5. In my view, the fourth alleged complaint/inquiry was “in relation to” Mr. Flageul’s employment.  He was issued the WeDrive debit card as an attribute of his employment as the C.E.O. of WeDrive.  Its cancellation was in relation to the way Mr. Flageul was employed and was personal to him.
  6. The fifth alleged complaint/inquiry was made “in relation to” Mr. Flageul’s employment.  I accept that his role and responsibilities as C.E.O. gave rise to an expectation on his part that he would have continuing access to the Xero accounting system.  Mr. Flageul’s Executive Services Agreement obliged him to provide “prompt and full information to the Board regarding the conduct of the Business…” On balance, access to the Xero accounting system was an issue sufficiently proximate to Mr. Flageul’s employment as C.E.O. because the inquiry he made about access to that system can be characterised as concerned with compliance with his contract of employment.
  7. I am satisfied that the sixth alleged complaint/inquiry was “in relation to” Mr. Flageul’s employment, although I find that it was also bound up with his role as a director.  That is because this was a heated conversation between WeDrive’s two executive directors.  However, I think that this matters not.  It also matters not whether Mr. Flageul’s description of what took place in his email was, or was not, accurate: Shea at [29(c)]. In my view, the contents of the email made complaints which were personal to Mr. Flageul. I would infer from those contents that the complaints were directed at reacting to Mr. Taylor’s criticisms of Mr. Flageul’s performance both as a director, but also as C.E.O. of WeDrive.
  8. In contrast, I am not satisfied that Mr. Flageul has shown that the seventh alleged complaint/inquiry was in relation to his employment.  Given that I have not accepted that the more specific complaints were ever made, one is left with my general finding that Mr. Flageul complained to Mr. Mace about Mr. Taylor.  That is not sufficient for me to be satisfied that these complaints were in relation to Mr. Flageul’s employment.  They may, for example, have been about Mr. Taylor’s efforts to grow the business in Sydney.
  9. The eighth alleged complaint/inquiry was plainly “in relation to” Mr. Flageul’s employment.  It concerned rumours about who was to occupy his role as C.E.O.
  10. The ninth alleged complaint/inquiry was not “in relation to” Mr. Flageul’s employment.  It was an inquiry made about marketing personnel which took place in the course of Mr. Flageul’s role as C.E.O. of WeDrive.  It was not about his employment.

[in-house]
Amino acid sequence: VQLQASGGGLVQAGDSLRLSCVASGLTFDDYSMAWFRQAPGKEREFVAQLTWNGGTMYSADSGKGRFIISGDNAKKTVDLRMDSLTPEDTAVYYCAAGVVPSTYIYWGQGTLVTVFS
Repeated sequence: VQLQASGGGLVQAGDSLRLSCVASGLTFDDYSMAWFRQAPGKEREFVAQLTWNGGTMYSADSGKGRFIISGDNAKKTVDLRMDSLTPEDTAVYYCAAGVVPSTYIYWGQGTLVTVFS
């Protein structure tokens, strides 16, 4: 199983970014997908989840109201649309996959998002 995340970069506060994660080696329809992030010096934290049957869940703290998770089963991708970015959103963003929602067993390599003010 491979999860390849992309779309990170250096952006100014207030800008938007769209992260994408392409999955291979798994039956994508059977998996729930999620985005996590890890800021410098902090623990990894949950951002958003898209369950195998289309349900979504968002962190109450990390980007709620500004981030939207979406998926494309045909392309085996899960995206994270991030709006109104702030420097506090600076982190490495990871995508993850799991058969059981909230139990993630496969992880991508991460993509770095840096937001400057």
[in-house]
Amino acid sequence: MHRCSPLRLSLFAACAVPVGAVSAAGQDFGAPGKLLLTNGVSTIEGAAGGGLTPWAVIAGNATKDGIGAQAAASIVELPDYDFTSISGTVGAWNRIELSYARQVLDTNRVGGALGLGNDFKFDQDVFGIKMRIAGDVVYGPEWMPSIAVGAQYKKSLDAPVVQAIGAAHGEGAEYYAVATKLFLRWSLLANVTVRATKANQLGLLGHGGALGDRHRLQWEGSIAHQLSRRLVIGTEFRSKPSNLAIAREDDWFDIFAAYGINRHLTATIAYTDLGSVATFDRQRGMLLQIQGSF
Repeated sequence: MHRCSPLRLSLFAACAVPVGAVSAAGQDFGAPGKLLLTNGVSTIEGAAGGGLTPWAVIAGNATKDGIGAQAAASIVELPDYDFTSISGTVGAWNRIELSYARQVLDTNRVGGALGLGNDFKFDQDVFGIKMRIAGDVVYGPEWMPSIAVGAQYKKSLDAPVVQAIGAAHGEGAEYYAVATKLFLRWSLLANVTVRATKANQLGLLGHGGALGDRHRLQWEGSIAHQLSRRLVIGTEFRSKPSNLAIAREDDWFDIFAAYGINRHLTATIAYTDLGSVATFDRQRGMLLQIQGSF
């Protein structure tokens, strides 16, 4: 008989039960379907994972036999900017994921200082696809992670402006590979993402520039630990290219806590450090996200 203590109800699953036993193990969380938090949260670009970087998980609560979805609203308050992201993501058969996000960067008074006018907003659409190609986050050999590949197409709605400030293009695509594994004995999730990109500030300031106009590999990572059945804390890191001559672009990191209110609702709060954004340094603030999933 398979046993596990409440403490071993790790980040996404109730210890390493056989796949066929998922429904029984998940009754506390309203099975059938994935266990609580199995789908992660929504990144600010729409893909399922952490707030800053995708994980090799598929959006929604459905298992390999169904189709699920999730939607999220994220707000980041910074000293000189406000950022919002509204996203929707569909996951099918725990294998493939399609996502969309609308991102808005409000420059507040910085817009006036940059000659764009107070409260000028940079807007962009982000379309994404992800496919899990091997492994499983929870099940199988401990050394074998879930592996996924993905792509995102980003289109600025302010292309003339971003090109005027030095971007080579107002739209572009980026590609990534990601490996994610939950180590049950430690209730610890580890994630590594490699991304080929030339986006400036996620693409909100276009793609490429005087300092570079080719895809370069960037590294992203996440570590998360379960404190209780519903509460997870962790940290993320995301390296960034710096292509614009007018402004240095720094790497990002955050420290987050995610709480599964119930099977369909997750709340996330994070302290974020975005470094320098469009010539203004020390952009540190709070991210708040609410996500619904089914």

11. I was not otherwise satisfied that the tenth alleged complaint/inquiry had ever been made, and did not consider that what comprised the eleventh alleged complaint/inquiry was either a complaint or an inquiry.
  12. It follows that, for the foregoing reasons, the fourth, fifth, sixth and eighth alleged complaints/inquiries were made in relation to Mr. Flageul’s employment.

The Capacity to Make the Complaints or Inquiries

  1. In Maric at 460 [55], after summarising the effect of the decision of the Full Court of this Court in PIA Mortgage Services Pty Ltd v. King (2020) 274 F.C.R. 225, I made the following observation about the required legal capacity to make an inquiry for the purposes of s. 341(1)(c)(ii) of the F.W. Act:

For a person to be “able” to make an inquiry, that capacity must be anchored in a legal entitlement of some kind, whether it be statute, contract law, the common law of Australia, or some other instrument or thing that confers legal rights, in the sense described by Rangiah and Charlesworth JJ. in PIA Mortgage Services.

  1. The same observation applies to the making of complaints.  In PIA Mortgage, Rangiah and Charlesworth JJ. considered Shea and said the following at 230 [14]:

On the understanding that s 341(1)(c)(ii) requires an entitlement or right to make a complaint in relation to the employee’s employment, there must be an identifiable source of that entitlement or right.  In Shea, Dodds-Streeton J did not suggest that the entitlement or right is limited to one arising under an instrument such as legislation, an industrial instrument, or a contract of employment.  In fact, her Honour was careful not to attempt any exhaustive description of the source of the right to make a complaint or inquiry.  Nor did her Honour suggest that the entitlement or right must be conferred expressly or directly by the source.

  1. Flageul grouped his complaints and inquiries concerning the debit card and access to the Xero system as the “Financial Complaints.”  He submitted that the source of his legal right to complain or inquire about these matters came from the following:

(a)          the clauses in the Subscription and Shareholders’ Deed set out above;

(b)          Mr. Flageul’s Executive Services Agreement; and

(c)          the Corporations Act.

  1. It was submitted that the clauses in the Subscription and Shareholders’ Deed conferred upon Mr. Flageul an entitlement to inquire and to complain, about, for example, whether expenditure on consultants was in line with approved budgets and plans.  It was further submitted that Mr. Flageul, as C.E.O., had to report to the board and thus needed access to sufficient financial information.  Mr. Flageul also relied upon s. 290(1) of the Corporations Act, which is as follows:

Personal access

A director of a company, registered scheme or disclosing entity has a right of access to the financial records at all reasonable times.